MCF10A cells were incubated with increasing concentrations of MZ1 alone or in combination with increasing concentrations of Trastuzumab at indicated doses for 72 h. An unpaired t-test one-tail was used to evaluate statistical significance. ns, not significant.

Additional file 3: Figure S3.

A, Western blot showing expression level in BT474 cells of pH2AX in BT474 cells treated after 3, 6 and 12 h with MZ1 (100 nM), trastuzumab (10 nM), or the MZ1-trastuzumab combination, or left untreated. B, Fluorescence images of BT474 cells showing pH2AX immunoreactivity (magenta) and DNA staining (blue) obtained by epifluorescence microscopy after MZ1 (100 nM), trastuzumab (10 nM) or the MZ1-trastuzumab combination treatments at the same time points. Scale bar = 10 μm.

Additional file 4: Figure S4.

Quantification of the bands detected in Western blot analysis from Fig. 3b. Densitometry was measured with ImageJ software. BRD4, pERBB2 and ERBB2 bands were normalized to their respective loading controls. Bar graphs are referred to the non-treated samples. *p < 0.05.

Additional file 5: Figure S5.

Analysis of a transcriptomic array in cells treated with MZ1, Trastuzumab or MZ1-Trastuzumab (24 h). A, Volcano plots (p-value (−log 10) vs Fold Change (log10)) of BT474 cells gene expression profile after 24 h treatment with MZ1, trastuzumab, and combination. Upregulated genes (FC > 2) are show in red and downregulated genes (FC < -2) are show in blue. B, Venn diagram showing the number of downregulated genes in each treatment using p-value< 0.01 and FC < -2 as threshold. Bottom bar graph, functional analyses of the 401 altered genes after combination treatment using EnrichR Online Tool. Biological process gene ontologies (p < 0.01) grouped are shown. C, Venn diagram showing the number of upregulated genes in each treatment condition using p-value < 0.01 and FC < -2 as threshold. Bottom bar graph, functional analyses of the 266 altered genes after combination treatment using EnrichR Online Tool. Biological process gene ontologies (p < 0.01) grouped are shown.

Additional file 6: Figure S6.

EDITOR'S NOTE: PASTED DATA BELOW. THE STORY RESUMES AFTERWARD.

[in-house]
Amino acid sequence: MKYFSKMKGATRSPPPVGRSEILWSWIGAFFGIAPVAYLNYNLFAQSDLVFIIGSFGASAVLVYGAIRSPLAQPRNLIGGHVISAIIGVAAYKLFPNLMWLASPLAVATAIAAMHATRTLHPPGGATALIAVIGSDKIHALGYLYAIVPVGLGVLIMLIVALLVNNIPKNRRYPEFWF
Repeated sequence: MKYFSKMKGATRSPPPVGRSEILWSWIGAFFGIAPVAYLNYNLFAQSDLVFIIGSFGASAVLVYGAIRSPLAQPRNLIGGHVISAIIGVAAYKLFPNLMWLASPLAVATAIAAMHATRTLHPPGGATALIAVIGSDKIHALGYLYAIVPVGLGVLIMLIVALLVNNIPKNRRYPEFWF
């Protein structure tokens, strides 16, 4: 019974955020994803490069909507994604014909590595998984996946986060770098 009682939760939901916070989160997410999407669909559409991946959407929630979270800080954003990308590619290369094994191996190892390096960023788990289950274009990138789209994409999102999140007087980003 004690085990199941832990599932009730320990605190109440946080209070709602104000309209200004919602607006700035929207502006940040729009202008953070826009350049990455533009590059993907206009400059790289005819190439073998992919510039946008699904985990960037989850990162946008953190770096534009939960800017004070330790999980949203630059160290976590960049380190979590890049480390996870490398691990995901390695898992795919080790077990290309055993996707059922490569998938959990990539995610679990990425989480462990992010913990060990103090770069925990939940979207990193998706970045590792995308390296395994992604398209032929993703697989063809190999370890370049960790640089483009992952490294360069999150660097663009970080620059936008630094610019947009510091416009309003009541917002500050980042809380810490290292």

Venn diagram showing the number of downregulated or upregulated genes (A, 12 h and B, 24 h) in MZ1 and combination treatment condition. Functional analyses of the altered genes after each treatment using EnrichR Online Tool are shown. Biological process gene ontologies (p < 0.01) grouped are shown. Genes were classified in those specifically modified after treatments with MZ1 or combination, and those commonly shared. Results as presented as percentage of total genes of each biological process.

Additional file 7: Figure S7.

Venn diagram showing the number of downregulated or upregulated genes (A, 12 h and B, 24 h) in each treatment condition and a drug resistance gene list (DR) (NCBI, Accession: GPL1124). DR and each condition overlapping genes are specified.

Additional file 8: Table S1.

List of primary human monoclonal/polyclonal antibodies. Table S2. Primer sequences used for HOXB7, MEIS2, TCERG1, and, DNAJC2 genes qPCR amplification. Table S3. Genes selection related to regulation of transcription process. Prognosis value of regulation of transcription genes altered in combination for 12 h, 24 h, or both. Selected genes using a threshold of HR > 1, p-value< 0.05, and FDR-value< 20% are highlighted in grey.

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Noblejas-López, M., Nieto-Jiménez, C., Galán-Moya, E.M. et al. MZ1 co-operates with trastuzumab in HER2 positive breast cancer. J Exp Clin Cancer Res 40, 106 (2021). https://doi.org/10.1186/s13046-021-01907-9

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Keywords

  • HER2+ breast cancer
  • ERBB2
  • Trastuzumab
  • PROTACs
  • MZ1